• GOOD IDEA. (Score:5, Insightful)

    by Karganeth (1017580) on Monday March 23, 2009 @06:06PM (#27304449)
    It was also found he was breathing the night before he killed those people. We should ban that too.
  • Cops (Score:2, Interesting)

    by McGiraf (196030)

    The world would be no poorer if there were no more killergames.

    or killercops, for that matter.

    If Police would not carry guns, less people would get killed.

    • [citation needed]

      You'd have to offset how many people were saved by the police using their gun (either entirely passively by would-be perps knowing that the cops carry guns, or actively by the police actually shooting the guns as a warning or to incapacitate), by how many people were actually killed by the police using their guns or perps getting a hold of a cop's gun and using it.

      Of course it's impossible to gauge that accurately - how convenient for your statement.

  • Correlation? (Score:5, Insightful)

    by AI0867 (868277) on Monday March 23, 2009 @06:06PM (#27304461)

    You'll find that the vast majority of school-shooters play first-person shooters.
    The vast majority of young males also player first-person shooters.
    You'll even find that the vast majority of young males eat bread.

    What exactly does this tell us?

  • I would say something about violence in Germany, but I am afraid someone might call Godwin's Law [wikipedia.org].

    • by mikael (484)

      I'd say it was more the atmosphere of the school that these people went to. If they became so depressed that they had to be put on medication, there is more likely to be something seriously wrong with that environment. Do the
      schools give everyone a chance to feel that they are good at something, or is it entirely only sports? Are there spelling bee competitions, science fairs, mathematics challenges, robotics, electronics clubs, or other activities?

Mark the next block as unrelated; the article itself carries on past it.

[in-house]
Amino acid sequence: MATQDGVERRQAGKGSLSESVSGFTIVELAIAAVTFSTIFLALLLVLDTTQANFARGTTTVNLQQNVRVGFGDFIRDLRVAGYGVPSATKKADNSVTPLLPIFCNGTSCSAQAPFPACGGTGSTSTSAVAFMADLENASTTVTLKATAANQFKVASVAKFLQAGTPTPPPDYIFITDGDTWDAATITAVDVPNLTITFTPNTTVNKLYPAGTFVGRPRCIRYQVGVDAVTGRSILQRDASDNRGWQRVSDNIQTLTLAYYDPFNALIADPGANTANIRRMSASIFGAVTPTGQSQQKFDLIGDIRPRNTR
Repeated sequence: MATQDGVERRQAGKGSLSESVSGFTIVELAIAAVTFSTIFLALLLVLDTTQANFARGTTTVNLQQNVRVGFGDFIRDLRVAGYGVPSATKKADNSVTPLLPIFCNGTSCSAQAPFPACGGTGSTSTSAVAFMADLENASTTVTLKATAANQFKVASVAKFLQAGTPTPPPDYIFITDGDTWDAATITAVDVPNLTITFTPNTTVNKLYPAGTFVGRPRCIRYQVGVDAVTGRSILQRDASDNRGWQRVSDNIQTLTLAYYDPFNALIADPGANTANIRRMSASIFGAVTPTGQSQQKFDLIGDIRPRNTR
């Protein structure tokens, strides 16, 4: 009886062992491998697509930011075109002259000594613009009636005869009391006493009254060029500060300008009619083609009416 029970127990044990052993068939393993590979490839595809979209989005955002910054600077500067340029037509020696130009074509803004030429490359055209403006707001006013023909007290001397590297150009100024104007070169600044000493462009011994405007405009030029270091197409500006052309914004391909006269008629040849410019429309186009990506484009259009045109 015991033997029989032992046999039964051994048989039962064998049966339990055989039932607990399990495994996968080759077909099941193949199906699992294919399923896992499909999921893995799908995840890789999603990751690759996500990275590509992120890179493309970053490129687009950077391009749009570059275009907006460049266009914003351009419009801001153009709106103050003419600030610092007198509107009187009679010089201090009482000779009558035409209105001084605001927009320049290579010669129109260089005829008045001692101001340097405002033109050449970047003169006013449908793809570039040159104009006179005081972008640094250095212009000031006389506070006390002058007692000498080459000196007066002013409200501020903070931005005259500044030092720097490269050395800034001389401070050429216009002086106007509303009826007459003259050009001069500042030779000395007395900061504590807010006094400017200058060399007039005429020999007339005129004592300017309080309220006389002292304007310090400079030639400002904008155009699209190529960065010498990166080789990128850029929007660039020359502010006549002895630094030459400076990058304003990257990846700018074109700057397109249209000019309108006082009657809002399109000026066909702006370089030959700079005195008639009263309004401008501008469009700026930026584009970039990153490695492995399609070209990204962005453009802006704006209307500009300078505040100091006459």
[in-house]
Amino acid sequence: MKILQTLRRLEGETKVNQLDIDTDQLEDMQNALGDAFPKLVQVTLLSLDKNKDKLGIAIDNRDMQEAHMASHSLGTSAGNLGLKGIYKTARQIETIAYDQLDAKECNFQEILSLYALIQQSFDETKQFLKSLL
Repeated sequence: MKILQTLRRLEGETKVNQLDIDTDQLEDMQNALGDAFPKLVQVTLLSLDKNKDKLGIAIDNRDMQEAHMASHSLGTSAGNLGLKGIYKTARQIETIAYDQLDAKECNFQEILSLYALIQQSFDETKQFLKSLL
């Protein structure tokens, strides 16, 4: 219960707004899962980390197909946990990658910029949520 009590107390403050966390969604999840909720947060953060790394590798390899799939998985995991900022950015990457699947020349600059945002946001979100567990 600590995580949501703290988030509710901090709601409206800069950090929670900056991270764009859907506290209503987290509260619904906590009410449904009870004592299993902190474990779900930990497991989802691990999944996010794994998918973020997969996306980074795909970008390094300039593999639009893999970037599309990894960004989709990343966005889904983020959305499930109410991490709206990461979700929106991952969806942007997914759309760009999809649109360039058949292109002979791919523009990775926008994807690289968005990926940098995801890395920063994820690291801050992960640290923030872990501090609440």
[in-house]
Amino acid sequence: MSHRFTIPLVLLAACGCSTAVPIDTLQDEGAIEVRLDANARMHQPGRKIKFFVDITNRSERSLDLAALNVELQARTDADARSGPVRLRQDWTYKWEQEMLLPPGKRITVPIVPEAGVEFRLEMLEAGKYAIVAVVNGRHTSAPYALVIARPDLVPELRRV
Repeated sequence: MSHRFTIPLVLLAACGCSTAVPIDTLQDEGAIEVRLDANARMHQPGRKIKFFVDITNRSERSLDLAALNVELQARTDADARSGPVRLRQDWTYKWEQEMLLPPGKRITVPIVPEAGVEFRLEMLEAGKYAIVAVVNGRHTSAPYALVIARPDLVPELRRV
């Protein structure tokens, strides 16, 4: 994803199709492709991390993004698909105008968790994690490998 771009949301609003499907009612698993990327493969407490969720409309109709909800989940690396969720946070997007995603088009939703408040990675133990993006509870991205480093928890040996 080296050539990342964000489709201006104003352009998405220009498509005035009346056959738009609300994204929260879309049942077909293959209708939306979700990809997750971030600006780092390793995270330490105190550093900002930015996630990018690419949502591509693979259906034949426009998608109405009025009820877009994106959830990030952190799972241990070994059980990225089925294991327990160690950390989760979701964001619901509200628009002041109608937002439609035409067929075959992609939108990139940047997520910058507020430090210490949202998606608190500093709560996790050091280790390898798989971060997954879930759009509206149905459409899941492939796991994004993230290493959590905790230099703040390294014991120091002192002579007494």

Does the school only congratulate the sports teams during d

      • Re: (Score:3, Insightful)

        by thhamm (764787)
        nobody wants to hear exactly this kind of stuff and ask these questions over here.

        the german school system has degraded seriously since i 'enjoyed' it. the kids are under more and more pressure, but if you fail, it's only your fault. because you're lazy. it's never the systems fault. if you're treated unfairly, your fault. you're an outsider and laughed at by the others? your fault.

        this whole systems is becoming more and more a radical filter to push out good portions of our society. the worst thing that
  • So, I'm just wondering...

    Did we export Jack Thompson to Germany or something? Or is that just the end result of bad post-WWII eugenics programs, ideological clones of Mr. Smackywhack himself?

    Who's got the pool going for the next, "Oh noes! It's gonna destroy society!" form of entertainment? It wasn't motion pictures, it wasn't talkies, it wasn't comic books, it wasn't TV (although that's debatable... Yes, I'm looking at you Fox Reality Channel), as much as some would like to think, it's not violent video

    • by headLITE (171240) on Monday March 23, 2009 @06:17PM (#27304609)

      Nah, we just have that a lot in Germany. Something bad happens, and politicians jump to it and want to ban violent computer games over it. So, for example, someone shoots some people at a school and the day later, we learn from the press that we need to ban Counterstrike, and also that suspicious pornography was found. Then of course we need to something against child pornography, regardless of no child pornography being involved whatsoever in the shooting or the shooter's private live. You get the idea.